Top News, Articles, and Interviews in Philosophy

Could consciousness be a brain process?

Why is consciousness so perplexing to so many? Perhaps, owing to our being conscious, we regard ourselves as experts on the matter, and it seems to us blindingly obvious that consciousness could not possibly be a brain state or process. We have a front-row seat, an unmediated first-hand awareness of what conscious experiences are like, and we know well-enough what brain processes are like. The two could not be more different.In the hands of philosophers, this sentiment is transmuted into the doctrine that consciousness cannot be identified with, or ‘reduced to’, anything physical. The reduction in question must be a relation among explanations, or predicates, not as it is sometimes cast, a relation among properties. What would it be to reduce something to something else?  If the As are not reducible to the Bs, explanations of the As could not be derived from explanations of the Bs, nor could A-terms be analysed or paraphrased in a B-vocabulary.In the hands of philosophers, [More]

New Issues in Epistemological Disjunctivism

2020.03.12 : View this Review Online | View Recent NDPR Reviews Casey Doyle, Joseph Milburn, Duncan Pritchard (eds.), New Issues in Epistemological Disjunctivism, Routledge, 2019, 396pp., $150.00, ISBN 9781138094093. Reviewed by Kegan J. Shaw, Anderson University (SC) Epistemological disjunctivism is a theory of perceptual knowledge -- or least it is usually advanced and discussed in connection with perceptual knowledge. While there isn't one way of stating the view simply, it's safe to say that if it's true then perceptual knowledge can enjoy rational grounds that are both factive and reflectively accessible to the subject. (cf. Pritchard 2012). This book is the first volume dedicated exclusively to investigation of this idea. Here Casey Doyle, Joe Millburn, and Duncan Pritchard have collected seventeen very nice essays that, in my view, not only reflect well the cutting edge but also serve to advance the discussion in interesting and productive directions. The volume will certainly be of interest to those doing research... Read [More]

There's more to matter than what it does

It is broadly agreed that consciousness poses a profound challenge to contemporary science. Will neuroscience one day crack it? The problem is that consciousness is unobservable – you can’t look inside someone’s head and see their feelings and experiences – and this severely constrains our capacity to investigate it experimentally.Because we can’t observe consciousness, our only way of gathering data about it is by relying on people’s testimony regarding their private, inner feelings. If we scan their brains at the same time, we can map correlations between various kinds of brain activity and various experiences. This is important data but it’s not itself a theory of consciousness. What we ultimately want from a theory of consciousness is an explanation of those correlations. Why is it that certain kinds of brain activity are correlated with certain kinds of experience?Materialists hope to account for these correlations by explaining experiences in terms of brain activity. The trouble [More]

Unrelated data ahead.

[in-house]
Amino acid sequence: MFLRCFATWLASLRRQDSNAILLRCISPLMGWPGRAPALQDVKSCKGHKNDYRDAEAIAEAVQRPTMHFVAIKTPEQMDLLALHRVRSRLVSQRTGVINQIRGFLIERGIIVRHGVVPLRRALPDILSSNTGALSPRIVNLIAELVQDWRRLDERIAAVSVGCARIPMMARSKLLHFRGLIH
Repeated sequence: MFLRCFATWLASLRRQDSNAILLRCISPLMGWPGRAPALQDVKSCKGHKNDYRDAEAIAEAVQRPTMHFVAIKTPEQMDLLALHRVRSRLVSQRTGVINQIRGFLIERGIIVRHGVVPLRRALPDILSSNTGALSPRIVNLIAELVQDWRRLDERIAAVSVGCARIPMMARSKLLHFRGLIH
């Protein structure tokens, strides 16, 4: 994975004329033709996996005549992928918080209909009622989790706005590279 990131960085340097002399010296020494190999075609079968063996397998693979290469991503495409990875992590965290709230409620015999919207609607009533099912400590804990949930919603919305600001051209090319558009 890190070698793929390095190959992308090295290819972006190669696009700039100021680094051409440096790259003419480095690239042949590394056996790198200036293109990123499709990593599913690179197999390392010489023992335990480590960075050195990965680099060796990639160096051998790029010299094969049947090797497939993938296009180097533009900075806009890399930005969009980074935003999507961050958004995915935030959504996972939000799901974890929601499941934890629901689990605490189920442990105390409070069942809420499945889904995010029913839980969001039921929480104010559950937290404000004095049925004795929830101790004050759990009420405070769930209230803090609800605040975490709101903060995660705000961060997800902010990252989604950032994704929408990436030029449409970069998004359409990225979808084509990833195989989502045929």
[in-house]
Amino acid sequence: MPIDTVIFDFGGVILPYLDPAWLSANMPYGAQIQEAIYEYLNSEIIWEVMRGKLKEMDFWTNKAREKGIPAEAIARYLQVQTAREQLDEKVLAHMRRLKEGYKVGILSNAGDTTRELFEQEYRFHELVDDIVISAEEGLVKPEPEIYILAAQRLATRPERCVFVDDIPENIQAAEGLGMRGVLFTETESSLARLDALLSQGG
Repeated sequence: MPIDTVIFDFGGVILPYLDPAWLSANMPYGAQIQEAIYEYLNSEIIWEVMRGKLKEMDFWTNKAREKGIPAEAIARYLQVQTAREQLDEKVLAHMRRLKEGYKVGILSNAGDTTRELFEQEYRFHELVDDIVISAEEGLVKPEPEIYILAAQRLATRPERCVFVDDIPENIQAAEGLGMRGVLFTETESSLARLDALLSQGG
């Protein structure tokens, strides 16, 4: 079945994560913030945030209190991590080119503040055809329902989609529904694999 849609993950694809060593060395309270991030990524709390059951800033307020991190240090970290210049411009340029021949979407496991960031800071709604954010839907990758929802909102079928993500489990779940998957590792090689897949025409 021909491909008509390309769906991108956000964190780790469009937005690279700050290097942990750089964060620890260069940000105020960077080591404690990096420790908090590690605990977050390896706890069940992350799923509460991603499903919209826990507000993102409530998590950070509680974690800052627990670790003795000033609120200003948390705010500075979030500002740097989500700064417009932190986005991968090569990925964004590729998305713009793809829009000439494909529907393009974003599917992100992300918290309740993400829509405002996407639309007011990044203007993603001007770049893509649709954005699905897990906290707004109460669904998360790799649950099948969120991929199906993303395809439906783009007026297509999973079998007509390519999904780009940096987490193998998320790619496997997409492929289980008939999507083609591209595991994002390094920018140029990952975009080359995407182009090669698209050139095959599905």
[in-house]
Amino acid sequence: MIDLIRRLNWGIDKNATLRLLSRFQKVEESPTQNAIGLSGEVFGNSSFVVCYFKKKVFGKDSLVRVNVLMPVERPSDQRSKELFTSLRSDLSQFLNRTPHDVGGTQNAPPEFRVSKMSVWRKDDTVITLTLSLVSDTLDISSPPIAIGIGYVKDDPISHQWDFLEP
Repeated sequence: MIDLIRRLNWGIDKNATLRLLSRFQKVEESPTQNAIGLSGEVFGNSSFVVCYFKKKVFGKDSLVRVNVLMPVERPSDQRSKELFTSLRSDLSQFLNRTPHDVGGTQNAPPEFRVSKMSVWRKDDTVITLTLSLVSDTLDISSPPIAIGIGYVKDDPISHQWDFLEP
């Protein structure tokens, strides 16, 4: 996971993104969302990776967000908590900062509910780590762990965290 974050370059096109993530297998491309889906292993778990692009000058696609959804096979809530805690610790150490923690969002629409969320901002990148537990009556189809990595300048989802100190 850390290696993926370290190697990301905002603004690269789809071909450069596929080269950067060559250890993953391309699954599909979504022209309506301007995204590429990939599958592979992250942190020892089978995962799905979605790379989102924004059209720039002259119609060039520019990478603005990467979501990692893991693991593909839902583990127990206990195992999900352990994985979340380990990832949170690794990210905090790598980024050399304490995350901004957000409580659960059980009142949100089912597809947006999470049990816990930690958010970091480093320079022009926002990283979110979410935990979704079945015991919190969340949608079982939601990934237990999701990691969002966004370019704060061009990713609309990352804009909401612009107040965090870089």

What is Race? Four Philosophical Views

2020.03.11 : View this Review Online | View Recent NDPR Reviews Joshua Glasgow, Sally Haslanger, Chike Jeffers, and Quayshawn Spencer, What is Race? Four Philosophical Views, Oxford University Press, 2019, 283pp., $35.00 (pbk), ISBN 9780190610180. Reviewed by Michael O. Hardimon, University of California San Diego In his provocative 2006 essay, “‘Race’: Normative, Not Metaphysical or Semantic,” Ron Mallon argues that much of the apparent metaphysical debate over race is an illusion.1 There is widespread agreement that racialist race (race conceived of in essentialist and hierarchical terms) is unreal. The remaining metaphysical debate (over whether race understood in a non-racialist way is real) is mostly illusory, since the parties to the dispute operate with different understandings of the word ‘race’ and different theories of meaning. The real substantive philosophical dispute is normative; it concerns what we want our racial concepts, terms, and practices to do. The welcome appearance of this book suggests that Mallon may have overlooked the possibility that the proper understanding of the terms... Read [More]

Some of our tools: “awl”

The names of weapons, tools, and all kinds of appurtenances provide a rare insight into the history of civilization. Soldiers and journeymen travel from land to land, and the names of their instruments, whether murderous or peaceful, become so called migratory words (Wanderwörter, as they are called in German: words errant, as it were). I […] The post Some of our tools: “awl” appeared first on [More]